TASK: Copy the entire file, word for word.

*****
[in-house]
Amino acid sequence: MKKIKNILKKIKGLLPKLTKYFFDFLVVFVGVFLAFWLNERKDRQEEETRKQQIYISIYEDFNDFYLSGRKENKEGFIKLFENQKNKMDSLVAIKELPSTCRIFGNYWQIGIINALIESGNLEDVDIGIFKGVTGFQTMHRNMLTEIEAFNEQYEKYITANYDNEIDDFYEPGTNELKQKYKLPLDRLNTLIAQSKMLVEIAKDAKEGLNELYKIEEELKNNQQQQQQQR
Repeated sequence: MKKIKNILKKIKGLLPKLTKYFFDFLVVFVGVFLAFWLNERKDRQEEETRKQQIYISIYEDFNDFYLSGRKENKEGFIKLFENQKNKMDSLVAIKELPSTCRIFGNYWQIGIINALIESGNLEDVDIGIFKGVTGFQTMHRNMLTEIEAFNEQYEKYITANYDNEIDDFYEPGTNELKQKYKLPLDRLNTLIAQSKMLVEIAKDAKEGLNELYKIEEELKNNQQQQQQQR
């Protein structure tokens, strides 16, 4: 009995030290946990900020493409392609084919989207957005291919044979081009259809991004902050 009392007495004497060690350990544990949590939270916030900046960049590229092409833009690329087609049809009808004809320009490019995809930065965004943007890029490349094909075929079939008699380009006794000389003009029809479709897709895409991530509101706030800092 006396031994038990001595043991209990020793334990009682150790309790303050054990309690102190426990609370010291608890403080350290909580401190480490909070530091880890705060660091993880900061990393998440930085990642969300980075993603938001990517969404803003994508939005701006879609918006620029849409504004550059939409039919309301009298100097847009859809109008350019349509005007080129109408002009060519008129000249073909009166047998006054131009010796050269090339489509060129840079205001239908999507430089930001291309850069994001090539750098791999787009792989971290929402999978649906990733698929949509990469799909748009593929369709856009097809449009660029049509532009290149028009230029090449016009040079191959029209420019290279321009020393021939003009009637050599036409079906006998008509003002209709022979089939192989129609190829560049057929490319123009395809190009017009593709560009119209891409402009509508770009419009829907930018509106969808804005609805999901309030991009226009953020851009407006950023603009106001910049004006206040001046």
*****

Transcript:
[in-house]
Amino acid sequence: MKKIKNILKKIKGLLPKLTKYFFDFLVVFVGVFLAFWLNERKDRQEEETRKQQIYISIYEDFNDFYLSGRKENKEGFIKLFENQKNKMDSLVAIKELPSTCRIFGNYWQIGIINALIESGNLEDVDIGIFKGVTGFQTMHRNMLTEIEAFNEQYEKYITANYDNEIDDFYEPGTNELKQKYKLPLDRLNTLIAQSKMLVEIAKDAKEGLNELYKIEEELKNNQQQQQQQR
Repeated sequence: MKKIKNILKKIKGLLPKLTKYFFDFLVVFVGVFLAFWLNERKDRQEEETRKQQIYISIYEDFNDFYLSGRKENKEGFIKLFENQKNKMDSLVAIKELPSTCRIFGNYWQIGIINALIESGNLEDVDIGIFKGVTGFQTMHRNMLTEIEAFNEQYEKYITANYDNEIDDFYEPGTNELKQKYKLPLDRLNTLIAQSKMLVEIAKDAKEGLNELYKIEEELKNNQQQQQQQR
């Protein structure tokens, strides 16, 4: 009995030290946990900020493409392609084919989207957005291919044979081009259809991004902050 009392007495004497060690350990544990949590939270916030900046960049590229092409833009690329087609049809009808004809320009490019995809930065965004943007890029490349094909075929079939008699380009006794000389003009029809479709897709895409991530509101706030800092 006396031994038990001595043991209990020793334990009682150790309790303050054990309690102190426990609370010291608890403080350290909580401190480490909070530091880890705060660091993880900061990393998440930085990642969300980075993603938001990517969404803003994508939005701006879609918006620029849409504004550059939409039919309301009298100097847009859809109008350019349509005007080129109408002009060519008129000249073909009166047998006054131009010796050269090339489509060129840079205001239908999507430089930001291309850069994001090539750098791999787009792989971290929402999978649906990733698929949509990469799909748009593929369709856009097809449009660029049509532009290149028009230029090449016009040079191959029209420019290279321009020393021939003009009637050599036409079906006998008509003002209709022979089939192989129609190829560049057929490319123009395809190009017009593709560009119209891409402009509508770009419009829907930018509106969808804005609805999901309030991009226009953020851009407006950023603009106001910049004006206040001046």